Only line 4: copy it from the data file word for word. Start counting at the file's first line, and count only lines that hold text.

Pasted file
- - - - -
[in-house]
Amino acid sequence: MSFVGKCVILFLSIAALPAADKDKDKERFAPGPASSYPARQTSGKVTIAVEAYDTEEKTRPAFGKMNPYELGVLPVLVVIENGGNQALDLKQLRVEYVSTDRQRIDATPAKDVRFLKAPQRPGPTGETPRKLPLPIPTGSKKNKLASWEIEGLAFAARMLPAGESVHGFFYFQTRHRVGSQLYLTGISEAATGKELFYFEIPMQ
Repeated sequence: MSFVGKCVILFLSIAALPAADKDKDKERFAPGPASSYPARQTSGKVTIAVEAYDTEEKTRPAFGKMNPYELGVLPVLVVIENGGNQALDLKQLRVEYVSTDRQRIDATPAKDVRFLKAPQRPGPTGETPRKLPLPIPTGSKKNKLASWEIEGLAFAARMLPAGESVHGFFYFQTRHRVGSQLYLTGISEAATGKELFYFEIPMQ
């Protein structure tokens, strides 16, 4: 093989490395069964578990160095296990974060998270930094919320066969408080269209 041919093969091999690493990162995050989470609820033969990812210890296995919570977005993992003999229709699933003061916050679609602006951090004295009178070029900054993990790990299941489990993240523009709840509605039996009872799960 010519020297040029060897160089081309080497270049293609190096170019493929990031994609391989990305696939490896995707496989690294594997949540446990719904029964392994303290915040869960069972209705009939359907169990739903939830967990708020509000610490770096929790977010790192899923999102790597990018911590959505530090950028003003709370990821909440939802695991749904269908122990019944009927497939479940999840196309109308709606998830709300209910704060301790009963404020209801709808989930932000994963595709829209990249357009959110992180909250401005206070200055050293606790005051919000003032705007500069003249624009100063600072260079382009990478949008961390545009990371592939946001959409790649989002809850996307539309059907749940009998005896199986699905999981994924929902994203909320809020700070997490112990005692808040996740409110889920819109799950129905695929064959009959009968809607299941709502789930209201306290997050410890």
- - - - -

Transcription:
């Protein structure tokens, strides 16, 4: 093989490395069964578990160095296990974060998270930094919320066969408080269209 041919093969091999690493990162995050989470609820033969990812210890296995919570977005993992003999229709699933003061916050679609602006951090004295009178070029900054993990790990299941489990993240523009709840509605039996009872799960 010519020297040029060897160089081309080497270049293609190096170019493929990031994609391989990305696939490896995707496989690294594997949540446990719904029964392994303290915040869960069972209705009939359907169990739903939830967990708020509000610490770096929790977010790192899923999102790597990018911590959505530090950028003003709370990821909440939802695991749904269908122990019944009927497939479940999840196309109308709606998830709300209910704060301790009963404020209801709808989930932000994963595709829209990249357009959110992180909250401005206070200055050293606790005051919000003032705007500069003249624009100063600072260079382009990478949008961390545009990371592939946001959409790649989002809850996307539309059907749940009998005896199986699905999981994924929902994203909320809020700070997490112990005692808040996740409110889920819109799950129905695929064959009959009968809607299941709502789930209201306290997050410890």